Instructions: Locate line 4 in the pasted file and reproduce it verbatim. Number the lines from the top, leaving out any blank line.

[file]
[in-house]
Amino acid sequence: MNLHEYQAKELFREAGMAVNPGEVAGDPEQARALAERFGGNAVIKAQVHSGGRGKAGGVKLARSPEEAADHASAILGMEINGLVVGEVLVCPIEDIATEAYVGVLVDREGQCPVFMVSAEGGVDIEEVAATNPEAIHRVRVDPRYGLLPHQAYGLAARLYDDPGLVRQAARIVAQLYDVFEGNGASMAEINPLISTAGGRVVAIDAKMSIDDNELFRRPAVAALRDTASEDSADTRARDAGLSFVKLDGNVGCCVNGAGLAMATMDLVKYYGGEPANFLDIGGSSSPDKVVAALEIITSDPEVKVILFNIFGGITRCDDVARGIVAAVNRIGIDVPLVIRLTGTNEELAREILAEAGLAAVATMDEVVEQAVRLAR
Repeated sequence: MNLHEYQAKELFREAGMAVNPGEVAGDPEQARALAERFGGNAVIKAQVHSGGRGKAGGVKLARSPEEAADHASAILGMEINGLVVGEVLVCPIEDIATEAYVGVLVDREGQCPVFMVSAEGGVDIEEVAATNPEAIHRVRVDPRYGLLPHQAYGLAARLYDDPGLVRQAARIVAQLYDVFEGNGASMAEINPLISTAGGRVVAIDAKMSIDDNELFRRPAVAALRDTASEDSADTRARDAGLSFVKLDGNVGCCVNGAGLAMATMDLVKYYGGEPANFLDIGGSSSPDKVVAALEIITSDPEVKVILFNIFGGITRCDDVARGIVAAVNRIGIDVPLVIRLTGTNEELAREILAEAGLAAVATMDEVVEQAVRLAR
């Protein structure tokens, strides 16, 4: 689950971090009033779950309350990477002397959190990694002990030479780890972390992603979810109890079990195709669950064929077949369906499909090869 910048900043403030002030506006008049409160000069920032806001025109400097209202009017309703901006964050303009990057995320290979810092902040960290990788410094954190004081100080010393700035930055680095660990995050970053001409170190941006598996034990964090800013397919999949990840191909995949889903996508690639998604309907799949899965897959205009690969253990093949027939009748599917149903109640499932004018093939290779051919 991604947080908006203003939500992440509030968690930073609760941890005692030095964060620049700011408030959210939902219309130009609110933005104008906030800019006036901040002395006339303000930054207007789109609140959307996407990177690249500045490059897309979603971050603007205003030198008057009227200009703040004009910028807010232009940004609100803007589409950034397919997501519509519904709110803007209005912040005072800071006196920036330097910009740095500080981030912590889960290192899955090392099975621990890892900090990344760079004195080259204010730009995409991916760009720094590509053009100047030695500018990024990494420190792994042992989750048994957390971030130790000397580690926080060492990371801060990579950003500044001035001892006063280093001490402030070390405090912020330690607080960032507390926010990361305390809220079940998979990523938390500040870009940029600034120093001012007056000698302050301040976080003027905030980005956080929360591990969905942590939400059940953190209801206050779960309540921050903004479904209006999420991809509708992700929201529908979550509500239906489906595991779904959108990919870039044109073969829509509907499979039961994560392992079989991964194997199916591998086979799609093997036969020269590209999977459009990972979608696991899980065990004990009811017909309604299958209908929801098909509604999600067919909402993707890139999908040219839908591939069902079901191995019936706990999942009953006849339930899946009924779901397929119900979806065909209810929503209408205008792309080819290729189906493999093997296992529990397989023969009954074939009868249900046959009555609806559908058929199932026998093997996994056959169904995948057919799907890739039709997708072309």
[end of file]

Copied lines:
């Protein structure tokens, strides 16, 4: 689950971090009033779950309350990477002397959190990694002990030479780890972390992603979810109890079990195709669950064929077949369906499909090869 910048900043403030002030506006008049409160000069920032806001025109400097209202009017309703901006964050303009990057995320290979810092902040960290990788410094954190004081100080010393700035930055680095660990995050970053001409170190941006598996034990964090800013397919999949990840191909995949889903996508690639998604309907799949899965897959205009690969253990093949027939009748599917149903109640499932004018093939290779051919 991604947080908006203003939500992440509030968690930073609760941890005692030095964060620049700011408030959210939902219309130009609110933005104008906030800019006036901040002395006339303000930054207007789109609140959307996407990177690249500045490059897309979603971050603007205003030198008057009227200009703040004009910028807010232009940004609100803007589409950034397919997501519509519904709110803007209005912040005072800071006196920036330097910009740095500080981030912590889960290192899955090392099975621990890892900090990344760079004195080259204010730009995409991916760009720094590509053009100047030695500018990024990494420190792994042992989750048994957390971030130790000397580690926080060492990371801060990579950003500044001035001892006063280093001490402030070390405090912020330690607080960032507390926010990361305390809220079940998979990523938390500040870009940029600034120093001012007056000698302050301040976080003027905030980005956080929360591990969905942590939400059940953190209801206050779960309540921050903004479904209006999420991809509708992700929201529908979550509500239906489906595991779904959108990919870039044109073969829509509907499979039961994560392992079989991964194997199916591998086979799609093997036969020269590209999977459009990972979608696991899980065990004990009811017909309604299958209908929801098909509604999600067919909402993707890139999908040219839908591939069902079901191995019936706990999942009953006849339930899946009924779901397929119900979806065909209810929503209408205008792309080819290729189906493999093997296992529990397989023969009954074939009868249900046959009555609806559908058929199932026998093997996994056959169904995948057919799907890739039709997708072309």